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Washington State University
CAS Connect January 2014

Humanities Planning Group sets Humanities Week Jan. 27-30

The importance of scholarship and research in the humanities will be underscored in three community-wide events Jan. 27-30 at WSU Pullman.

Humanities Week, sponsored by the WSU Humanities Planning Group, begins on Monday with “Is a Little Pollution Good for You? How the Humanities Can Contribute to Science and Policy,” by Kevin Elliott, associate professor of philosophy at Michigan State University.

Bridging the divide between the humanities and sciences, much of Elliot’s work focuses on the ethical implications of research in the biological, chemical, and technological sciences. The author of Is a Little Pollution Good for You? Incorporating Societal Values in Environmental Research (Oxford University Press), Elliott scrutinizes the space where social values and scientific activities come together. His presentation at 4:10 p.m. in Biotch/Life Sciences Building, room 402, and all other Humanities Week events are free and open to the public.

Christopher Lupke Foreign Languages and Cultures
Christopher Lupke, Foreign Languages and Cultures
Linda Heidenreich Critical Culture, Gender, and Race Studies
Linda Heidenreich, Critical Culture, Gender, and Race Studies
Michael Myers Philosophy
Michael Myers, Philosophy
Victor Villanueva English
Victor Villanueva, English

On Tuesday, a roundtable of WSU faculty will discuss their various research projects and connections to broader themes in the humanities. These scholars—Victor Villanueva in English; Michael Myers in philosophy; Linda Heidenreich in critical culture, gender, and race studies; and Christopher Lupke in foreign languages and cultures—will speak about issues such as race, identity, the redefinition of humanity, gender, and religious tolerance—all issues that are at the heart of humanities thinking and discourse. The event will be in Honors Hall, 4:30-7:00 p.m., and refreshments will be served.

On Thursday, Srinivas Aravamudan, dean of humanities at Duke University and former director of the Franklin Center for the Humanities at Duke, will speak about “Cosmopolitan Humanities.” The event at 4:30 p.m. in the Fine Arts Auditorium will be followed by a reception and refreshments.

Dean Aravamudan has distinguished himself with path-breaking scholarship on the incorporation of exotic tales into 18th-century England in a phenomenon he calls “enlightenment orientalism.” His first book Tropicopolitans: Colonialism and Agency, 1688-1804, which won the national Modern Language Association prize for a first book, argues that those colonized in the great wave of global imperialism actually retained a form of agency that allowed them to resist the mechanisms of colonialist representation.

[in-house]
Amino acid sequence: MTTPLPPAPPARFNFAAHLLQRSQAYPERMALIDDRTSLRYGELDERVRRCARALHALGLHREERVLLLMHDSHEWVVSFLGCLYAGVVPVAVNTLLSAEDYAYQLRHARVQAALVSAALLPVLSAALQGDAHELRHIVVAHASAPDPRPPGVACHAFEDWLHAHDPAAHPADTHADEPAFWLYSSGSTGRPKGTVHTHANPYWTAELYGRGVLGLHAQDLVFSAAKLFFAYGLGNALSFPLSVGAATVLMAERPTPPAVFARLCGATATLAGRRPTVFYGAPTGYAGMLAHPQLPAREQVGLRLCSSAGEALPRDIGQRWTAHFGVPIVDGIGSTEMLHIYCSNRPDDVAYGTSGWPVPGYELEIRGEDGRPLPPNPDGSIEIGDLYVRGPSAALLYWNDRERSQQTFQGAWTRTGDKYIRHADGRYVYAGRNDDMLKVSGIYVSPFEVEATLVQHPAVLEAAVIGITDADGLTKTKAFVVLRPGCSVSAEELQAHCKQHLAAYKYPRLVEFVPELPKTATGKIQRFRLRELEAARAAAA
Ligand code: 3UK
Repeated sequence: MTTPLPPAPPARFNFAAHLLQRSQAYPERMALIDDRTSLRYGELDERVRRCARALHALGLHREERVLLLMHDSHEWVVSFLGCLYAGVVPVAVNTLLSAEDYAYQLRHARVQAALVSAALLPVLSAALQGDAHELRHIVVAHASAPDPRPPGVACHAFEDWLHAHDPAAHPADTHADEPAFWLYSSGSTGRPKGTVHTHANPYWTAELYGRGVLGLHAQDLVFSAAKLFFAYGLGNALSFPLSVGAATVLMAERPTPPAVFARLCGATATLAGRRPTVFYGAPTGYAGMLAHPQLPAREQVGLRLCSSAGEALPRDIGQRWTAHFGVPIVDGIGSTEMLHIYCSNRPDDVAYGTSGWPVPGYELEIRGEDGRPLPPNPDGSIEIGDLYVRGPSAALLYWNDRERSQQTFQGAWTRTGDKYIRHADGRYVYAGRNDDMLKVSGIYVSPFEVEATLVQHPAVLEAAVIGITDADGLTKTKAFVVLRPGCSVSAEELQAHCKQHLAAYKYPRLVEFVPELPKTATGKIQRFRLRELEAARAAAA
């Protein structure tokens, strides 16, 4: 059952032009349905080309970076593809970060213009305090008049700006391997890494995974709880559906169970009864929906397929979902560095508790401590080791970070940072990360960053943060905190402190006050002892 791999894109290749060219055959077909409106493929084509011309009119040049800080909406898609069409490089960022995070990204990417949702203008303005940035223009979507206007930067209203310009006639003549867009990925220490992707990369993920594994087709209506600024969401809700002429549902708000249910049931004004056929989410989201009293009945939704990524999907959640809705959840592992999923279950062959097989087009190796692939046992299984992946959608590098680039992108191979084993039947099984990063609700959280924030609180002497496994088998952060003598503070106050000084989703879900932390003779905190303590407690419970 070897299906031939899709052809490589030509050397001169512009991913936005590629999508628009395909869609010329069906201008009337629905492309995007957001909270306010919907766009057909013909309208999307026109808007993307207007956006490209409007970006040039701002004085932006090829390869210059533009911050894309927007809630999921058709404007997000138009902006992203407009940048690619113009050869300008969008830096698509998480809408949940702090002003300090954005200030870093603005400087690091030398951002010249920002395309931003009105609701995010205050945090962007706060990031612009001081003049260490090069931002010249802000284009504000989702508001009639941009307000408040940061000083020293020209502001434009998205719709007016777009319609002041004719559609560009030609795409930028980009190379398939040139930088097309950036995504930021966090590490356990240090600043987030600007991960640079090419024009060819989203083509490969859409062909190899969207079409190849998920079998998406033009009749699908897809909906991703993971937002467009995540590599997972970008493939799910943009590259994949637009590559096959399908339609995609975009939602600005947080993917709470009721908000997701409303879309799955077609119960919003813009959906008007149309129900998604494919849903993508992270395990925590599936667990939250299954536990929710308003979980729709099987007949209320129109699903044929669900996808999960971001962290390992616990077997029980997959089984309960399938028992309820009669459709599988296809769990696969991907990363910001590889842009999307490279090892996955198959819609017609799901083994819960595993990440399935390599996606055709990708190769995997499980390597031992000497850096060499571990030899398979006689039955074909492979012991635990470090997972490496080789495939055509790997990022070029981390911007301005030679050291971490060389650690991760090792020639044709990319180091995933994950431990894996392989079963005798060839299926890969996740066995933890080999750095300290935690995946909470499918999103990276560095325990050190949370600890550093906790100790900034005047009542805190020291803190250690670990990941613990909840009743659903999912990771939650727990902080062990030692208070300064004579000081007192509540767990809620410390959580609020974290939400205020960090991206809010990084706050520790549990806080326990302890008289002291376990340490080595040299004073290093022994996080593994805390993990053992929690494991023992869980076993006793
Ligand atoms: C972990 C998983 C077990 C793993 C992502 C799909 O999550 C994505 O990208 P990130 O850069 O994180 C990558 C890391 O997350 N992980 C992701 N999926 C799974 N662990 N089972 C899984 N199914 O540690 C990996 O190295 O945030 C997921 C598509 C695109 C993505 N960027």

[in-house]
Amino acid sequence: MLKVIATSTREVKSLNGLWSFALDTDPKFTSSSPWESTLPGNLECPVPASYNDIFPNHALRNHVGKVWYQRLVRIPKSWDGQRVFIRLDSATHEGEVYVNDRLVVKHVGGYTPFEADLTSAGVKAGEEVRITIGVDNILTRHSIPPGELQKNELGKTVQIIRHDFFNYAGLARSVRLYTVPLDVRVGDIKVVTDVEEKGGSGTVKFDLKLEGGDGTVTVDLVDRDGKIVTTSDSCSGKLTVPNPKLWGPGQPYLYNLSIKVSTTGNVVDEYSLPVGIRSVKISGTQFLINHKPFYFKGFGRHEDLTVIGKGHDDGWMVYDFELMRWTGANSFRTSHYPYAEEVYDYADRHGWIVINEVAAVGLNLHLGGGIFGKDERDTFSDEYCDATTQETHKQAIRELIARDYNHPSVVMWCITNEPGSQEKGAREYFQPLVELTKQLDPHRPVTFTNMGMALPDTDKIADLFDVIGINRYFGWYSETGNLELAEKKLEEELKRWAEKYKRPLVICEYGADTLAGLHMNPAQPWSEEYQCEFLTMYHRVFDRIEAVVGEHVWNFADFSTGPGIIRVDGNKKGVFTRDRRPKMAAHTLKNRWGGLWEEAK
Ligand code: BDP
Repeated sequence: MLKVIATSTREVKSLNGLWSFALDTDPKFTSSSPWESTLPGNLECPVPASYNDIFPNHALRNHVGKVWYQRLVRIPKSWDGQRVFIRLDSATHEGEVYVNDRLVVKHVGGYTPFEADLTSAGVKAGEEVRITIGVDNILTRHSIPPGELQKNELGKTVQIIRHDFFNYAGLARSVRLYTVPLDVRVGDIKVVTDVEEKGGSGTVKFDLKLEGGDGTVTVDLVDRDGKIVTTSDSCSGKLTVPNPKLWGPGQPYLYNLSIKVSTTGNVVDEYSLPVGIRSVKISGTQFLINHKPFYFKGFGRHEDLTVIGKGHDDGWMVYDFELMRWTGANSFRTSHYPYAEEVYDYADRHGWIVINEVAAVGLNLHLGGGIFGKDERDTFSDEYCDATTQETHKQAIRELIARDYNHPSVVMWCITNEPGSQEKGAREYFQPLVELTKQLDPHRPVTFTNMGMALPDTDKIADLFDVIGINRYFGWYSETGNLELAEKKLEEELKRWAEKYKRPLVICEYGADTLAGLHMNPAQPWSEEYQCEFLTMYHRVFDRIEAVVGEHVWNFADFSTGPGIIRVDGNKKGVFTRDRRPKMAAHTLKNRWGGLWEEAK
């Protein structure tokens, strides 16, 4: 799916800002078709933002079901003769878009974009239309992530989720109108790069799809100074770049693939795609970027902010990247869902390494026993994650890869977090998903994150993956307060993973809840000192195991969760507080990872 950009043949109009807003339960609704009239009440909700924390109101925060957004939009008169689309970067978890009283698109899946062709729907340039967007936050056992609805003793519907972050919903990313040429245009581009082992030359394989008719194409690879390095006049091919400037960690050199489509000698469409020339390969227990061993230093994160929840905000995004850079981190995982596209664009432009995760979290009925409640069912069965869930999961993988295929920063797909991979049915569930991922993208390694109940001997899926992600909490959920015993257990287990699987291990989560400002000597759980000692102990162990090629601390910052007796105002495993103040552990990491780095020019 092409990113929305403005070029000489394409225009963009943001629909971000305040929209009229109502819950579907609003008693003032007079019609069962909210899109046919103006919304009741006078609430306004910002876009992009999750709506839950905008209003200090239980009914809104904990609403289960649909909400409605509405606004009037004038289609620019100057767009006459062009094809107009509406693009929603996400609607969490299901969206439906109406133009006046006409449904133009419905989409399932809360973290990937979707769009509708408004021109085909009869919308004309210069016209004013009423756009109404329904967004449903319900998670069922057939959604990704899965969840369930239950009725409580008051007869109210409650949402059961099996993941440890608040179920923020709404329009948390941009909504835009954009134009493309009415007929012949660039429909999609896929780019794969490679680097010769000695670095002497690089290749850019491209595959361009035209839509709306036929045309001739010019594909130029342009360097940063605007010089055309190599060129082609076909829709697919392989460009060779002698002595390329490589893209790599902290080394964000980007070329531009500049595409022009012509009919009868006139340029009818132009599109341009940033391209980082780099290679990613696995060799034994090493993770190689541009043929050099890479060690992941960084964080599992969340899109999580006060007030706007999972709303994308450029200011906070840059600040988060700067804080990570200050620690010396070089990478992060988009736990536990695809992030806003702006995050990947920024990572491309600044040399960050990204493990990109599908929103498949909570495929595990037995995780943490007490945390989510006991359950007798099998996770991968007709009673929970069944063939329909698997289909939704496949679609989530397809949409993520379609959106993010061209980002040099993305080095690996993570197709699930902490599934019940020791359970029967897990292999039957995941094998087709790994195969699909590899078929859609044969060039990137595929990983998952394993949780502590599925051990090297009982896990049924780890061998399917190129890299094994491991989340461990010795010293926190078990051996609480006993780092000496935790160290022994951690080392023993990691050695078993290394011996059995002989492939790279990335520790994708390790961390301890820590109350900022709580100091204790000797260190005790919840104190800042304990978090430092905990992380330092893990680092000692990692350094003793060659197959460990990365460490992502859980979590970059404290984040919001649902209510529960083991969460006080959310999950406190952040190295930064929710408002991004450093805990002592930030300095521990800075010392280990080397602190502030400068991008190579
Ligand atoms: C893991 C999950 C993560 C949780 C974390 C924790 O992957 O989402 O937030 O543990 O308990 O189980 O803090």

Aravamudan also will meet with WSU faculty in the Humanities Planning Group (HPG), who are working to develop a center for the humanities, and with University leaders to offer advice about how best to accomplish this project.

“The humanities are a critical dimension of higher learning central to all academic life and to the lives and activities of people everywhere,” said Lupke, professor of Chinese and organizer of Humanities Week. “Great scholarship and teaching in the humanities is happening at WSU all the time, and has been since its founding.”

HPG works to highlight humanities scholarship across the University. One of the group’s primary goals is the creation of a Center for the Humanities at WSU, similar to centers at most prominent American universities.

Events schedule

  • Monday, Jan. 27
    “Is a Little Pollution Good for You? How the Humanities Can Contribute to Science and Policy,” by Kevin Elliott, Michigan State University, 4:10 p.m., Biotech/Life Sciences 402, with reception to follow. Co-sponsored by the WSU Center for Reproductive Biology.
  • Tuesday, Jan. 28
    “Four Glimpses of Scholarship in the Humanities: A Roundtable,” moderated by Jennifer Thigpen, history, 4:30 p.m., Honors Hall Lounge, with reception to follow.
    Panelists and topics include: Victor Villaneuva, English, “The Language of Columbus’ First Indians”; Michael Myers, politics, philosophy and public affairs, “Empathy and Religious Diversity;” Linda Heidenreich, critical culture, gender and race studies, “The Mestiz@ as Witch: The third sex in 19th-century greater Mexico”; Christopher Lupke, foreign languages and cultures, “History and the New Human in Contemporary Chinese Poetry.”
  • Thursday, Jan. 30
    “Cosmopolitan Humanities,” Srinivas Aravamudan, Duke University, 4:30 p.m., Fine Arts Auditorium, with reception to follow. Co-sponsored by the Museum of Art at WSU.

More details on the HPG Facebook page.